“Around that same time, missionaries, adventurers, and colonial administrators were fanning out across the world, many bringing copies of Smith’s book with them, expecting to find the land of barter. None ever did.” (Graeber 29)

The myth of the barter economy lives on even today, though economists sometimes avoid claiming it as historical fact by presenting it as a thought exercise. Economic textbooks often invite the reader to “imagine an economy something like today’s, except with no money” then point out that it “would have been decidedly inconvenient” and conclude for the reader that “people must have invented money for the sake of efficiency” (Graeber 23). It is this unyielding attitude in the face of historical data that leads one to question the scientific nature of economic inquiry. Why should our history of money be “precisely backwards” (Graeber 40) with the assumption that economic activity began with barter instead of debt?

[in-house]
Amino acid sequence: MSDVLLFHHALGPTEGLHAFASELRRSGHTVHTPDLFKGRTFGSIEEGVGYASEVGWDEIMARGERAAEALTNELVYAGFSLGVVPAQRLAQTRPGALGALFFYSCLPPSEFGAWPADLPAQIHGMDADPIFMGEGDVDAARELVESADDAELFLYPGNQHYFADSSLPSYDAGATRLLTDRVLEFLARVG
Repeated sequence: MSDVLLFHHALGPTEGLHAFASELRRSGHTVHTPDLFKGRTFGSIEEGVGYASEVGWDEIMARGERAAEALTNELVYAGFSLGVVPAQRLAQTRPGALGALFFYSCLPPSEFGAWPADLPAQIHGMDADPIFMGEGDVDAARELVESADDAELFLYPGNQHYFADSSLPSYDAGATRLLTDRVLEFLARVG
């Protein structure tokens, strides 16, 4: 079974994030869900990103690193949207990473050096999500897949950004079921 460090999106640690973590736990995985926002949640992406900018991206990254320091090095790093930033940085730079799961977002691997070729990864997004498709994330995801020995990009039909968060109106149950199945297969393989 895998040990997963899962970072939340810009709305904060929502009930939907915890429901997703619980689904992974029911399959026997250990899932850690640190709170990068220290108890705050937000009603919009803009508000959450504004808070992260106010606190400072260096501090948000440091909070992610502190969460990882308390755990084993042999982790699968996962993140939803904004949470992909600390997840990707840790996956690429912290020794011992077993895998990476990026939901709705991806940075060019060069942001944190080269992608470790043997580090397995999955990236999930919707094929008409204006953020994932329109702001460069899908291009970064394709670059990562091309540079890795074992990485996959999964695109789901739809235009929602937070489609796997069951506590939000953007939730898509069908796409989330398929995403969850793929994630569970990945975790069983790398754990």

“The existence of credit and debt has always been something of a scandal for economists, since it’s almost impossible to pretend that those lending and borrowing money are acting on purely “economic” motivations (for instance, that a loan to a stranger is the same as a loan to one’s cousin); it seems important, therefore, to begin the story of money in an imaginary world from which credit and debt have been entirely erased.” (Graeber 22)

The story is told without debt so that we can assume the concept of economic motivations to be sound, even though all ethnography suggests otherwise. This violation of economists’ assumption about human behavior leads us to our next economic myth, the rational self-interested actor.

“In practically no human society examined under controlled conditions have the majority of people consistently behaved selfishly.” (Benkler 14)